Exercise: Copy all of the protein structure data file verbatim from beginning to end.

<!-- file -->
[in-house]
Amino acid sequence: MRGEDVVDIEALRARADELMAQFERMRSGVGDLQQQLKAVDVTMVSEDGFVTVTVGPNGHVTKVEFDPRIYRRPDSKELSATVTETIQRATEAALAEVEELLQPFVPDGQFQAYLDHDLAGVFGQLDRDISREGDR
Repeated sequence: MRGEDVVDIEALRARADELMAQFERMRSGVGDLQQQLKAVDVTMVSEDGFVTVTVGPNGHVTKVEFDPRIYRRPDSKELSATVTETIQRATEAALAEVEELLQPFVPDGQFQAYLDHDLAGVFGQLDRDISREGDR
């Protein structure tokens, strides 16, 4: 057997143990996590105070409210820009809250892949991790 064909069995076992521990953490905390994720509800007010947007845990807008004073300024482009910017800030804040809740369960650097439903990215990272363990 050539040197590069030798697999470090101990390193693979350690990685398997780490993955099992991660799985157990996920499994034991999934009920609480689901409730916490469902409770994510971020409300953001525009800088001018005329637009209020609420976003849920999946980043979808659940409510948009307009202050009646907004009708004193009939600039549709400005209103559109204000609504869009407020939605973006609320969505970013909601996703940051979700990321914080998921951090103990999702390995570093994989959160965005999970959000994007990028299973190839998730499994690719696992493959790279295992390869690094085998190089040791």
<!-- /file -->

[in-house]
Amino acid sequence: MRGEDVVDIEALRARADELMAQFERMRSGVGDLQQQLKAVDVTMVSEDGFVTVTVGPNGHVTKVEFDPRIYRRPDSKELSATVTETIQRATEAALAEVEELLQPFVPDGQFQAYLDHDLAGVFGQLDRDISREGDR
Repeated sequence: MRGEDVVDIEALRARADELMAQFERMRSGVGDLQQQLKAVDVTMVSEDGFVTVTVGPNGHVTKVEFDPRIYRRPDSKELSATVTETIQRATEAALAEVEELLQPFVPDGQFQAYLDHDLAGVFGQLDRDISREGDR
């Protein structure tokens, strides 16, 4: 057997143990996590105070409210820009809250892949991790 064909069995076992521990953490905390994720509800007010947007845990807008004073300024482009910017800030804040809740369960650097439903990215990272363990 050539040197590069030798697999470090101990390193693979350690990685398997780490993955099992991660799985157990996920499994034991999934009920609480689901409730916490469902409770994510971020409300953001525009800088001018005329637009209020609420976003849920999946980043979808659940409510948009307009202050009646907004009708004193009939600039549709400005209103559109204000609504869009407020939605973006609320969505970013909601996703940051979700990321914080998921951090103990999702390995570093994989959160965005999970959000994007990028299973190839998730499994690719696992493959790279295992390869690094085998190089040791």